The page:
If(Button_Pressed) is officially in prototype ready mode. We ended the project with 9 functional levels which is what we planned. This project has been my all time favorite to work on. We were organized and ready to work and once we had our concept in place the game just fell into place. Our team received tons of praise from our fellow classmates as well as our professors. We were told by our professors to not let this game die and we were also advised to pitch the game to extend into our thesis game. The team was super excited to hear that from our professors and we are now making some plans to pitch the game for the thesis project next semester.
One part of the project that could have been better for this project was first and foremost the backlog. The project was moving so fast and changing so rapidly that the backlog got thrown under the bus, but the great communication and clear team meetings compensated for the mess of a backlog. The best part of the project was the team. They were very efficient with the time they had and they produced a great game.
One personal stride for me was getting to be part of the final presentation. It went super smooth and was a very clear presentation. I think the big difference in the final presentation compared to the beginning presentation was first my knowledge of what our game idea and prototype were and second my confidence in our game. We went into the final presentation knowing that we had something really cool to show and it showed. I’m finally starting to feel comfortable in my skin as a producer. I can’t wait to see what the next project has in store for us.
Here is a link to our project. http://antoniorevard.com/Button.zip Download, Unzip, and Run the executable (It might say this is a virus because the download contains an executable. I promise it’s a Unity3D game not a virus)(Run game on Fantastic setting for correct projections in the Red rooms)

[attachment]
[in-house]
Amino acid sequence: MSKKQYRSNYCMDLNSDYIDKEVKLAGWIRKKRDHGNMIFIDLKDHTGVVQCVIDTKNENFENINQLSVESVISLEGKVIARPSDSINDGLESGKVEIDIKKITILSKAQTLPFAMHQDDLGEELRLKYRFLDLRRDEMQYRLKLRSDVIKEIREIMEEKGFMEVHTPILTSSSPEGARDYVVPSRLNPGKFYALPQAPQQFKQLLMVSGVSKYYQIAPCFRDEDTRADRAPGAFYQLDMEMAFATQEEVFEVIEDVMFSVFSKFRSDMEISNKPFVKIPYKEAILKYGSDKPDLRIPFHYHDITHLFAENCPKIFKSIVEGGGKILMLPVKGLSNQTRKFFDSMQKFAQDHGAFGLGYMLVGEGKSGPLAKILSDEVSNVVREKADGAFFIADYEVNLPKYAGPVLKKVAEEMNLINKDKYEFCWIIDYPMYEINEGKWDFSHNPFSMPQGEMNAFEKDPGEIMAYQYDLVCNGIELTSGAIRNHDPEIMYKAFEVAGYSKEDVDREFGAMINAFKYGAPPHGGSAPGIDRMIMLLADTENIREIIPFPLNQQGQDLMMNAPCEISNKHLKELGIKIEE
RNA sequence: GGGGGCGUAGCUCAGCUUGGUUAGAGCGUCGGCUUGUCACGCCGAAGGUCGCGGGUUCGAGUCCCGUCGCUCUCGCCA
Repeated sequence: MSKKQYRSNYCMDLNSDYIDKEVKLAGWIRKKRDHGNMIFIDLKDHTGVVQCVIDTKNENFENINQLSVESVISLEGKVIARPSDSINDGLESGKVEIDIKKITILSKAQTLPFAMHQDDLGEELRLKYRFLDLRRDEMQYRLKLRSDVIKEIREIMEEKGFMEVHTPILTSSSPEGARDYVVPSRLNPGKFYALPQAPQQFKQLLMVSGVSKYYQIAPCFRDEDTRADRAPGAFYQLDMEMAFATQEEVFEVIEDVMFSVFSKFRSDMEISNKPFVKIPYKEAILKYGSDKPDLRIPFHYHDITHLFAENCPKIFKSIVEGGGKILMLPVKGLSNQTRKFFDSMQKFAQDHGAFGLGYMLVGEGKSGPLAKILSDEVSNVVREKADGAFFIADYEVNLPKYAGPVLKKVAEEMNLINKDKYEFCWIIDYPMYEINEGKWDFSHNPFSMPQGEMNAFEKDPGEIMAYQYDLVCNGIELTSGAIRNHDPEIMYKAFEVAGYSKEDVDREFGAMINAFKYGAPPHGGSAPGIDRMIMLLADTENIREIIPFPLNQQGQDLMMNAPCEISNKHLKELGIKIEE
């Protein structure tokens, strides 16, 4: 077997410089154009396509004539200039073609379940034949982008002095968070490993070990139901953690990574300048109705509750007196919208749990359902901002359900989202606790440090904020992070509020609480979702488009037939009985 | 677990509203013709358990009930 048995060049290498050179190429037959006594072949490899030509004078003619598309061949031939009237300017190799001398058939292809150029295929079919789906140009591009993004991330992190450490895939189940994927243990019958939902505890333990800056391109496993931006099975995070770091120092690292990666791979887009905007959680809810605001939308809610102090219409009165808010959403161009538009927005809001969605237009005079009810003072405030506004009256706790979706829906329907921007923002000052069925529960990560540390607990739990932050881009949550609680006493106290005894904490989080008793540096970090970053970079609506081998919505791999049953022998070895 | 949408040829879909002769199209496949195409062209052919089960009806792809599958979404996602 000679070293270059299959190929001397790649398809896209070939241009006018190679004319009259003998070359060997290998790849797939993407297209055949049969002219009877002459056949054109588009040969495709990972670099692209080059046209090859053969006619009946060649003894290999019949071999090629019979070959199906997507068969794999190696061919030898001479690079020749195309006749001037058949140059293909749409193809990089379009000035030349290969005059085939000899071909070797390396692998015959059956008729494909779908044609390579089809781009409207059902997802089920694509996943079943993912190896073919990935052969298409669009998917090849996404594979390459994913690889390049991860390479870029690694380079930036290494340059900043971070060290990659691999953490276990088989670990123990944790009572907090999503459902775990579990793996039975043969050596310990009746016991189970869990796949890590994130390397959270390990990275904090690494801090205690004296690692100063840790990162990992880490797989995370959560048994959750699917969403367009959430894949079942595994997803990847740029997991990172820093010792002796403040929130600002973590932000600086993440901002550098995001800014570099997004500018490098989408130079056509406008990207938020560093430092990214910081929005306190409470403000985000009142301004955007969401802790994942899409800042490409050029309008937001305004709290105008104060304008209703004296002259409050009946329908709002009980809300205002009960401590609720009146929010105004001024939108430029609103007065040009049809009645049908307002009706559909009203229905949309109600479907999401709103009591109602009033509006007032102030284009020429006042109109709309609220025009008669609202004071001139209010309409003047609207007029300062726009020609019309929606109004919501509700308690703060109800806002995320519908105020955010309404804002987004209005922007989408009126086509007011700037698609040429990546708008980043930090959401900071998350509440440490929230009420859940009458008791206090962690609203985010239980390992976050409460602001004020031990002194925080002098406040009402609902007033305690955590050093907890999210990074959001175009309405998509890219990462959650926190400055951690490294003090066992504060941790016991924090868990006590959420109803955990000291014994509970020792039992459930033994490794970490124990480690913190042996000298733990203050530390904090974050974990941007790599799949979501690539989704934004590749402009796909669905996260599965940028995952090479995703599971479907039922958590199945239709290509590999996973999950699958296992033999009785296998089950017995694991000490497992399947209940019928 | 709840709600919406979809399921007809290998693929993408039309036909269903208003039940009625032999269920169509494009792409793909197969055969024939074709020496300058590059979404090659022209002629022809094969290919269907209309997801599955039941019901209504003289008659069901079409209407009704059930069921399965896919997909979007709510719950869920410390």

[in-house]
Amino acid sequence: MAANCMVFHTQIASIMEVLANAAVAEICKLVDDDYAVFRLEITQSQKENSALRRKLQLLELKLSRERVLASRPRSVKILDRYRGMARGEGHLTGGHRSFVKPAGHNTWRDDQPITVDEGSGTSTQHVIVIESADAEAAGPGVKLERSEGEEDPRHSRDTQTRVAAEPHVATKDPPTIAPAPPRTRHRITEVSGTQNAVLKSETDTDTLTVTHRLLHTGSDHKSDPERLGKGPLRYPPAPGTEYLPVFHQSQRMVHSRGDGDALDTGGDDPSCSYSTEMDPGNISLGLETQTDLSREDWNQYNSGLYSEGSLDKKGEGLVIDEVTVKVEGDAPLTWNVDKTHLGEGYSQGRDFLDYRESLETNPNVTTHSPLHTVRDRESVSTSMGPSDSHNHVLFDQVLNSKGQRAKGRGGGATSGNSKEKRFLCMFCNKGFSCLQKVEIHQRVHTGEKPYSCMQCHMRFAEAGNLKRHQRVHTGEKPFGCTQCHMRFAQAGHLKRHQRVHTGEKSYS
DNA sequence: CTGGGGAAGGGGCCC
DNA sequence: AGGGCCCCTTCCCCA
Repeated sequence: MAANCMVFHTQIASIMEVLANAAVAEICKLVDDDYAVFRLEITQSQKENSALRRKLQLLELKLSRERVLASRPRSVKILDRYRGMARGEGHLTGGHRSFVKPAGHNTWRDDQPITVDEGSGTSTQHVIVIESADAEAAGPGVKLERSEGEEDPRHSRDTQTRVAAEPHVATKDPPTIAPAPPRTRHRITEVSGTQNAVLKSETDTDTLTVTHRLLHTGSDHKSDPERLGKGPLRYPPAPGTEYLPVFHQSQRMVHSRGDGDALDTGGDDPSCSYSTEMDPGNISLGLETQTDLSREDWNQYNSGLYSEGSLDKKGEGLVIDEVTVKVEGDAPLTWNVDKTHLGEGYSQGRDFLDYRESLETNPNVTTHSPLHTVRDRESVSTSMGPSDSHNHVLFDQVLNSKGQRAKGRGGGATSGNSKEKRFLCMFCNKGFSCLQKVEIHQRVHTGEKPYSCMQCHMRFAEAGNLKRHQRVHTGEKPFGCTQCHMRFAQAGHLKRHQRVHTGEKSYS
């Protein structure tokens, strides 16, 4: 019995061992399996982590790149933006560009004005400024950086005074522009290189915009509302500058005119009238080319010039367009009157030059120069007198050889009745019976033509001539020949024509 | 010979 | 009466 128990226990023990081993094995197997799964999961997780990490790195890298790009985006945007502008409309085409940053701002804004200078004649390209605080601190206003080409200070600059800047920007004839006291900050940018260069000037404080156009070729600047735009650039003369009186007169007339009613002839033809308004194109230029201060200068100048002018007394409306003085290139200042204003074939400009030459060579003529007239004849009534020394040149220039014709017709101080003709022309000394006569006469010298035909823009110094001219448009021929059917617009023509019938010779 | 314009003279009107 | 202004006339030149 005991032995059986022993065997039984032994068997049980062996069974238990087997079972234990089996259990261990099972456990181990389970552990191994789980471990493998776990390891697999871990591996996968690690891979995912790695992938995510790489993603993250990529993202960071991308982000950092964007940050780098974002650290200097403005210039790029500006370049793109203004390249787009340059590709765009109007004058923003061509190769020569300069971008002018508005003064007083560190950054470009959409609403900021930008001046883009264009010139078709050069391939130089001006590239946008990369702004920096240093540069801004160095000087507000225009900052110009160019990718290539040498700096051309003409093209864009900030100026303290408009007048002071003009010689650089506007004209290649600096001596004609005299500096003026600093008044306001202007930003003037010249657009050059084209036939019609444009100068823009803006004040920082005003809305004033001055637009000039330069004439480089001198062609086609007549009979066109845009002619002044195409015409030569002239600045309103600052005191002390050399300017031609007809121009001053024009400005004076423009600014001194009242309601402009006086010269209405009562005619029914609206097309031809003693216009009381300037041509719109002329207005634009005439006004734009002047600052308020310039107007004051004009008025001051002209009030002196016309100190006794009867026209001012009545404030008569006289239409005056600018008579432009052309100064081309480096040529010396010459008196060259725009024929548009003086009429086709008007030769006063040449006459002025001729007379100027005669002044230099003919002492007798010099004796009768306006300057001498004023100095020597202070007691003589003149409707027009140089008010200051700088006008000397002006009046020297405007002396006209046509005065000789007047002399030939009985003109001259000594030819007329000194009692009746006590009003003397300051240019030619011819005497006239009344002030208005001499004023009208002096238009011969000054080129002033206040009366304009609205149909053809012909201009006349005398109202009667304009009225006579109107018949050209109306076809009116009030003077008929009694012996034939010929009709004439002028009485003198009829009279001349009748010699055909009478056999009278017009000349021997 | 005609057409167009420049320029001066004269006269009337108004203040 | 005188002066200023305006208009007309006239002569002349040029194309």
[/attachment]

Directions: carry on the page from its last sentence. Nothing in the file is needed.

I’ve had a lot of jumbled thoughts and emotions this week. Our project is going really well. We’ve received some great praise on our indie button pushing game idea. My team is amazing and we are on track to having our prototype done on time. This last week the producers were given the task of performing a playtest of our prototypes. Each producer would have to play every other game. Each team of producers would come up with a list of questions that would help them with their prototype. We had questions about the difficult of our first two puzzles and asking what they thought about the art we have in the game. We got a lot of varied results when talking about the difficulty of the puzzles. We received some varied results when it came to our puzzles. I watched some solve it instantly and some struggle to the point of quitting. What we’ve discussed among the team and with the professors is adding a hint system in the game. Either the game will give you a hint after a long time of wondering or we will have a system where you have so many hints to use. Our problem lies in the amount of time we have left for the project. We need to decided Tuesday to have the hint system and cut the amount of rooms we were planning or leave it out of the prototype. This week will be busy with work and getting everything ready to present what we have to the class.
My new conflict is with learning how to be a producer. I’m a huge fan of the Agile process and have seen great successes from it. I also know how vital the role of a producer can be in the industry. I’m trying to find my own identity with it all. I know that I want to be a producer or a designer. These four week projects have only given a taste of what being a producer is like. When we start our bigger year long project the role of a producer will become key to the success of the game. I’m not sure if I want to try to get a bigger producer role or design role on that project. As a very introverted person, I would rather just sit in the background and work, but as any other role other than an engineer, I have to talk to people and learn how to communicate my ideas and thoughts about games. I still feel like my ideas in my head are great and what comes out is a mashed mess. Several times my co-producers have had to save me when I couldn’t get my idea across. Sometimes the little voice in my head tells me to hide in a corner and just give up on becoming a producer. Every day I fight off that feeling and let my dream drive me. I know that I want to be in the game industry. I know I want to be in a creative producer or designer. I know I have the passion and the ever growing knowledge of games and game development. It’s going to take a lot of mistakes and stumbling to achieve my dream, but I am willing to make them and be corrected. I’m grateful for professors and mentors who are guiding this program. With a positive attitude and lots of work it will all turn out. Onward and upward!